family structure and dynamics, researchers need to explore new ways of conceptualizing and measuring household characteristics.
MEASURING FAMILY STRUCTURE AND STABILITY: EMERGING TRENDS AND MEASUREMENT CHALLENGES
Family living arrangements and trajectories are increasingly varied and complex in the United States. Age of marriage is at an all-time high. Cohabitation, not marriage, is the typical first type of union in U.S. society. Divorce and remarriage remain common, and births to unmarried women have accelerated rapidly, from 5 percent in 1960 to about 40 percent today.
These changing family dynamics have major implications for the living arrangements of children, said Susan Brown, professor of sociology at Bowling Green State University and codirector of the National Center for Family and Marriage Research. Furthermore, these living arrangements can have major consequences for children’s health and well-being, since children in unmarried families experience greater family instability, on average. Drawing on a recent review (Brown, 2010a) of the literature on family structure, instability, and child well-being, Brown discussed current measurement approaches and challenges.
The diversity of children’s family experiences begins at birth. Of the 40 percent of births occurring outside marriage, half are to unmarried cohabiting couples (Martin et al., 2009). The fertility rates of cohabiting and married women are actually today about equal. As a result, children are spending less time in married-parent families and more time in families that are formed outside marriage.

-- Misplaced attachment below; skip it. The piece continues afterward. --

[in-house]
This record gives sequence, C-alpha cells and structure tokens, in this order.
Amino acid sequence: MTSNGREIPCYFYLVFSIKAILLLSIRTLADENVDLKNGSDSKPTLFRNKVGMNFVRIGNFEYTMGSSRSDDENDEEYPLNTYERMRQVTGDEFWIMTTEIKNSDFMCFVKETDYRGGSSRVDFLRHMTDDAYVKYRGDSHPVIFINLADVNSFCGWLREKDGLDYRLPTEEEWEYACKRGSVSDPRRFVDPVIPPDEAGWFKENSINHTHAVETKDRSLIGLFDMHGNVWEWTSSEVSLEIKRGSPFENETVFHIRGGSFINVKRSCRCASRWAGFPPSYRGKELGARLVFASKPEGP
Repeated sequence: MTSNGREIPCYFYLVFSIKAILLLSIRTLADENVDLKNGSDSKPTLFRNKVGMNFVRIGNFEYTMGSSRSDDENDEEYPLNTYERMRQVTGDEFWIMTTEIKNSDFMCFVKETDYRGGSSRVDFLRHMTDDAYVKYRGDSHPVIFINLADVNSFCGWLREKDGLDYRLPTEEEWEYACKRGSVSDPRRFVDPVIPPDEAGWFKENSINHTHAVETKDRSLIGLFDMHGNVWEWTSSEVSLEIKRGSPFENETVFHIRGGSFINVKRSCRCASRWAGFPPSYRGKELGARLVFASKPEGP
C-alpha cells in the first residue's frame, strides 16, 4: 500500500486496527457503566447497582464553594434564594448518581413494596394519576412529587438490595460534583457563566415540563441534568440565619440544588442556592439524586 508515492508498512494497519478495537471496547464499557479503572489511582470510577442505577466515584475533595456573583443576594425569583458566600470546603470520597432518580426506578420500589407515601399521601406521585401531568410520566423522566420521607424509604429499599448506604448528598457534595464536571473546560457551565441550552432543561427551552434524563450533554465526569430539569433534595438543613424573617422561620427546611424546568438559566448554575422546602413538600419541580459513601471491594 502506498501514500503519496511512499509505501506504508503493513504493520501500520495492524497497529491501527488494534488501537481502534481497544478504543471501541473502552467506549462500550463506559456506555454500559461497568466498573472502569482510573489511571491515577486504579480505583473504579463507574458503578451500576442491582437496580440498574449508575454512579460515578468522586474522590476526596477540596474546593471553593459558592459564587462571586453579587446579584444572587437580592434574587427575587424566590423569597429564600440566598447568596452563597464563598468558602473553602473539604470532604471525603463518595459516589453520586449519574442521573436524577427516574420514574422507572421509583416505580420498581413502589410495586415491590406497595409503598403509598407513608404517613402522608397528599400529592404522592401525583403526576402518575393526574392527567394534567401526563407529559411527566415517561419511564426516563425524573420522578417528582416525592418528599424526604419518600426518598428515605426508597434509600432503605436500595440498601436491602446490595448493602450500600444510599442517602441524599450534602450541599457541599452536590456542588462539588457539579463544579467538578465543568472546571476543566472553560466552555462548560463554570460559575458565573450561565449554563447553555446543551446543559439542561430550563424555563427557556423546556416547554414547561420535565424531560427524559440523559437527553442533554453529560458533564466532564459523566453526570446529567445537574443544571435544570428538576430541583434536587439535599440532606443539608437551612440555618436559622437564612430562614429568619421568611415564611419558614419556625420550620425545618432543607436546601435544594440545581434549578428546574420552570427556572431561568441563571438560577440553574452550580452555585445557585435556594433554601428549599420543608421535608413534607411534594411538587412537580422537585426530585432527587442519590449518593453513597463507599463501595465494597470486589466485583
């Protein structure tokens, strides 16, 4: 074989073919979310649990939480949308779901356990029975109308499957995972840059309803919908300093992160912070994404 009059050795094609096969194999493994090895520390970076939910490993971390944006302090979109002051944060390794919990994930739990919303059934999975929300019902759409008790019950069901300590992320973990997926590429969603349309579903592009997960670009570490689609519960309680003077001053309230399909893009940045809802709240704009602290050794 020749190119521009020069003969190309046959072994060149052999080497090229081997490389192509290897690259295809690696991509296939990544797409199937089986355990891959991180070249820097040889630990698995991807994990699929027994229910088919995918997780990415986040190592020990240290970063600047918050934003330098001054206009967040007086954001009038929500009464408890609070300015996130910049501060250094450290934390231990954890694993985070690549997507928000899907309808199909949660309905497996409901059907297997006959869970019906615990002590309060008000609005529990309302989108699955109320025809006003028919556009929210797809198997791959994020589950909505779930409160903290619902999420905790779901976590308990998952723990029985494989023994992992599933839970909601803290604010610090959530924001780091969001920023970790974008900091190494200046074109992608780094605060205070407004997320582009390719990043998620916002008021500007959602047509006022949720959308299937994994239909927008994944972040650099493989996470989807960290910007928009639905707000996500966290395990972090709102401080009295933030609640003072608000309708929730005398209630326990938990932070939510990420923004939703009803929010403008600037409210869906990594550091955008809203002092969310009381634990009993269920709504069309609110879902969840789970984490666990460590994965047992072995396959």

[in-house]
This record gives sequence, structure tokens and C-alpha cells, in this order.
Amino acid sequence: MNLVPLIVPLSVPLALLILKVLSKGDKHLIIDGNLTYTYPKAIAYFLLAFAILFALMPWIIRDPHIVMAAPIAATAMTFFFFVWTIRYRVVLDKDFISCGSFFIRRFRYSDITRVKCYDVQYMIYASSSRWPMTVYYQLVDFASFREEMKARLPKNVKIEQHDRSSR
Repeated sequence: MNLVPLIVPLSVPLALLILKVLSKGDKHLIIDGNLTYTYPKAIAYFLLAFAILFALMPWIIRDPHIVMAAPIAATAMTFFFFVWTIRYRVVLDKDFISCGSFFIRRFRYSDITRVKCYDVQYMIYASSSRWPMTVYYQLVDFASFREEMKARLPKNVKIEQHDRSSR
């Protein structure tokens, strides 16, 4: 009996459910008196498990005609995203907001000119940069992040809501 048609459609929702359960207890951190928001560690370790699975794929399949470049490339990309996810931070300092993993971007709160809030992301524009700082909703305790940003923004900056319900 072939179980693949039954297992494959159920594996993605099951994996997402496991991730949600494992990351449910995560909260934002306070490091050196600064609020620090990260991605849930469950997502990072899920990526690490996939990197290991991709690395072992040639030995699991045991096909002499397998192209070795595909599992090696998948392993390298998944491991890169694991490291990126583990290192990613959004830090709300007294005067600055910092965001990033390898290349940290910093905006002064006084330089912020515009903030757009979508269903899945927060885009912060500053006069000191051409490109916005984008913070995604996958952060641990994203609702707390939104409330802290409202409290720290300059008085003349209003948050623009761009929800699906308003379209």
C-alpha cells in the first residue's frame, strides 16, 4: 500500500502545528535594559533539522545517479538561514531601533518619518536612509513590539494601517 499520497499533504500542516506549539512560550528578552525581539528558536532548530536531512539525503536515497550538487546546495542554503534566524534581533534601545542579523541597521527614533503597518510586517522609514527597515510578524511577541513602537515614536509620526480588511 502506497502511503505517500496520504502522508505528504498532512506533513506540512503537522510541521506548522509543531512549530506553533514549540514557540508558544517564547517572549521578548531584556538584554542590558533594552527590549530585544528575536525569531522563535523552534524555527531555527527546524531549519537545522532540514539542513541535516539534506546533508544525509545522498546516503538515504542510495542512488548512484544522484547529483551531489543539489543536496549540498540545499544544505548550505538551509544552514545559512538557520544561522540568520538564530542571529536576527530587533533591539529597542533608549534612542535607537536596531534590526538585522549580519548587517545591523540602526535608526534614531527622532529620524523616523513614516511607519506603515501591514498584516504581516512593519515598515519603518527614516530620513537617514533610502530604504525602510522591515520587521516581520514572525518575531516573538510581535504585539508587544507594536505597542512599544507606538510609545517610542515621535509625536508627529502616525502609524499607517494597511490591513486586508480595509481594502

Table 2-1 shows the distribution of children’s living arrangements according to a recent census report. The majority of children—60 percent—still reside in traditional families with two biological married parents. The second most common family form for children is the single-mother family, in which about 20 percent of all children reside, followed by the married stepfamily category. Less common family forms for children include two biological cohabiting-parent families, cohabiting stepfamilies similar to the married stepfamily, single-father families, and children who live without either biological parent.
Demographers have developed innovative ways of conceptualizing and measuring family structure. These new approaches consider heterogeneity among two-parent families, the definition of family membership, some emerging family forms, how and when family structure is measured, and ambiguous family boundaries.
These new ways of thinking about two-parent families also make it possible to begin examining how children who live in traditional married biological two-parent families compare with those in other family